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2006 Emory University, Atlanta, GA

The Center for Russian and East European Studies
Presents a Film Screening by
Marianna Yarovskaya

A Russian-American director and filmmaker and a former correspondent for Russian State Television, Yarovskaya graduated from Moscow State University, then worked for a prime time news station on Russian television before obtaining her MFA degree in film production from the University of Southern California.

Film Screenings will include:


reveals how homeless youths and other marginal residents were swept out of Moscow by Russian police in preparation for high profile events, including the 1998 International Youth Olympics. The film follows the stories of four young runaways in different parts of Russia. Three of them ran away from their provincial homes to Moscow. The film depicts Moscow's juvenile detention center and documents the children's eventual deportation from the capital back to their abusive families or to reform schools in the provinces.


chronicles the spiritual upheaval brought about by war on those involved, offering profound insight into the resilience of the human spirit during trying times. It demonstrates the traumatic effect of enlisting unwilling soldiers in wartime, while raising the pertinent question of the links between war and religion, through these direct manifestations of fear and hate, love and faith in modern-day society. "There are no atheists in a foxhole," as one of the characters puts it.

February 15, 2006
White Hall 206
6:00 pm

2006 Banff New Media Institute

Marianna Yarovskya will be screening her new documentary Holy Warriors.

Holy Warriors is a documentary chronicling the lives of Chechen and Afghanistan war veterans in Russia. Holy Warriors is a about the consequences of wars, in particular the Russian conflicts in Chechnya and Afghanistan and other Islamic regions with "terrorist regimes."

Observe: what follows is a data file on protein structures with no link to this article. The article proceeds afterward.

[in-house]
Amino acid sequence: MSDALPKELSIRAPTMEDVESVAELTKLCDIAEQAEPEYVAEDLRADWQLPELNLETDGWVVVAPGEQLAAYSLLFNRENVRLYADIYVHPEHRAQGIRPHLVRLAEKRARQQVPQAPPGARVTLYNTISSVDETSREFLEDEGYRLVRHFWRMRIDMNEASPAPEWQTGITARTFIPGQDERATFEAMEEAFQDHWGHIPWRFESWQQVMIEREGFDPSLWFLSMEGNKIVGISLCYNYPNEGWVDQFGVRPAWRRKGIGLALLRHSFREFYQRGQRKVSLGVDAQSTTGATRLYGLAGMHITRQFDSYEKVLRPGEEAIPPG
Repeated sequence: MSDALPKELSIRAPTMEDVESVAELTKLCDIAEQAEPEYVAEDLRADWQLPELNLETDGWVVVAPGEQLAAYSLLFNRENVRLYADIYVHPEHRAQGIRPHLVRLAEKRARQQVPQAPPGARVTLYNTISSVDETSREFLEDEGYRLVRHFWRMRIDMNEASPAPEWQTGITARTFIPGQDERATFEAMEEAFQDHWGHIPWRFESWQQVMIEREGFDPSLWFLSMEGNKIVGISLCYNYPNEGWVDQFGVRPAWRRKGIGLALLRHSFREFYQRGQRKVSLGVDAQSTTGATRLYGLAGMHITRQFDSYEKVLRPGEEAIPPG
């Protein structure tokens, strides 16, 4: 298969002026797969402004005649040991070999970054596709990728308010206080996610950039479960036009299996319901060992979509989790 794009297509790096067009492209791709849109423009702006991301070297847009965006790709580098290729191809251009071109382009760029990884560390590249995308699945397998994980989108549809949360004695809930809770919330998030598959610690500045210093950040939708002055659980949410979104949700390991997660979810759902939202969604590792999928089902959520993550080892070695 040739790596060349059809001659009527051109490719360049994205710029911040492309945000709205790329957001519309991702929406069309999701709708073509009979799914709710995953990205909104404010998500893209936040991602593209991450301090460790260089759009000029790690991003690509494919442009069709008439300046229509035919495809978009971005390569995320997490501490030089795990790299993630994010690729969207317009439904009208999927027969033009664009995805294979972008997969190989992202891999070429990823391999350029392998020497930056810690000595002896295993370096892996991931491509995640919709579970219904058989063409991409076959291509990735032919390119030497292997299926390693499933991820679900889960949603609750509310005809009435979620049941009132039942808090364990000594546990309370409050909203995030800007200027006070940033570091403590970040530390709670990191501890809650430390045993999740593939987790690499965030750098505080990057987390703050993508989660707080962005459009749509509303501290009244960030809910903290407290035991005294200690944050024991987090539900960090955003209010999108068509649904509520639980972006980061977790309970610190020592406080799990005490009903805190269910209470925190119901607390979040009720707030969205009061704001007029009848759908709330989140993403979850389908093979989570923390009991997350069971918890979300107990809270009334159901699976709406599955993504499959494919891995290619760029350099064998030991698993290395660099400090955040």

Marianna Yarovskaya is a former journalist for Russian televison. Graduating from Moscow State University she went to work for a prime time new programa "Vremya" (Time) on Russian State Television. She then went on to work for a cultural news program "Namedni" (This Week) on Independent Television (NTV), the most highly rated network in Moscow. She got her Masters of Fine Arts degree in Film Production at the School of Cinema-Television at the University of Southern California, Los Angeles. In Los Angeles, she worked in research on several documentary features, including kindertransport (Warner Bros.) by Academy Award–winning documentarian Mark Harris, and Kent State by Academy Award–nominated producer Mark Mori (Single Spark Pictures).

In 1999 Marianna directed and produced Undesirables, a documentary following the lives of four young runaways in different areas of Russia. The film was nominated for a Student International Documentary Association Award, earned a Student Oscar (Student Academy Award) and a College Emmy. The film was also featured at the 53rd Cannes International Film Festival as part of the Kodak Emerging Filmmakers Showcase.

During the past five years Marianna has worked as a video producer at the NASA Ames Research Centre in Moffett Field, California, and for the Discovery Channel series Unsolved History and the History Channel Series Modern Marvels.